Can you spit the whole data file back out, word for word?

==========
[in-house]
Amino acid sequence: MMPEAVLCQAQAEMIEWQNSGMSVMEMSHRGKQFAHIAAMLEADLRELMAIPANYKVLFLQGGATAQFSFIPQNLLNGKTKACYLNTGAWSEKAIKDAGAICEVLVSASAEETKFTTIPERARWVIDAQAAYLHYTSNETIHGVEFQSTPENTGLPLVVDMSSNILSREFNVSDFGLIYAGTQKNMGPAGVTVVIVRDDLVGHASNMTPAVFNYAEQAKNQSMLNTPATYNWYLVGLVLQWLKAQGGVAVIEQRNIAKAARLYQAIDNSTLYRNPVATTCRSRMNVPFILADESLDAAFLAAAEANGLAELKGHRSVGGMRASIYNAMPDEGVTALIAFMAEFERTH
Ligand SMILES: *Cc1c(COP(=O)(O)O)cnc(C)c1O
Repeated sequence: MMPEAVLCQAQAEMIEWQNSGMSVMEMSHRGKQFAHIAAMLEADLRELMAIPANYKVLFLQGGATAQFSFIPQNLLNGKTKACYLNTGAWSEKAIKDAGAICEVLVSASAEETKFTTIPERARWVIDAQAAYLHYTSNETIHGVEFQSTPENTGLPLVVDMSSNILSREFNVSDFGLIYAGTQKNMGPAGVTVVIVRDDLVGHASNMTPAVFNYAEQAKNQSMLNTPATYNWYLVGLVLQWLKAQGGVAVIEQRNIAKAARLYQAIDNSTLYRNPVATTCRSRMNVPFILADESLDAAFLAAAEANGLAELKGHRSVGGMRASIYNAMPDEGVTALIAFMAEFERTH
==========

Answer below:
[in-house]
Amino acid sequence: MMPEAVLCQAQAEMIEWQNSGMSVMEMSHRGKQFAHIAAMLEADLRELMAIPANYKVLFLQGGATAQFSFIPQNLLNGKTKACYLNTGAWSEKAIKDAGAICEVLVSASAEETKFTTIPERARWVIDAQAAYLHYTSNETIHGVEFQSTPENTGLPLVVDMSSNILSREFNVSDFGLIYAGTQKNMGPAGVTVVIVRDDLVGHASNMTPAVFNYAEQAKNQSMLNTPATYNWYLVGLVLQWLKAQGGVAVIEQRNIAKAARLYQAIDNSTLYRNPVATTCRSRMNVPFILADESLDAAFLAAAEANGLAELKGHRSVGGMRASIYNAMPDEGVTALIAFMAEFERTH
Ligand SMILES: *Cc1c(COP(=O)(O)O)cnc(C)c1O
Repeated sequence: MMPEAVLCQAQAEMIEWQNSGMSVMEMSHRGKQFAHIAAMLEADLRELMAIPANYKVLFLQGGATAQFSFIPQNLLNGKTKACYLNTGAWSEKAIKDAGAICEVLVSASAEETKFTTIPERARWVIDAQAAYLHYTSNETIHGVEFQSTPENTGLPLVVDMSSNILSREFNVSDFGLIYAGTQKNMGPAGVTVVIVRDDLVGHASNMTPAVFNYAEQAKNQSMLNTPATYNWYLVGLVLQWLKAQGGVAVIEQRNIAKAARLYQAIDNSTLYRNPVATTCRSRMNVPFILADESLDAAFLAAAEANGLAELKGHRSVGGMRASIYNAMPDEGVTALIAFMAEFERTH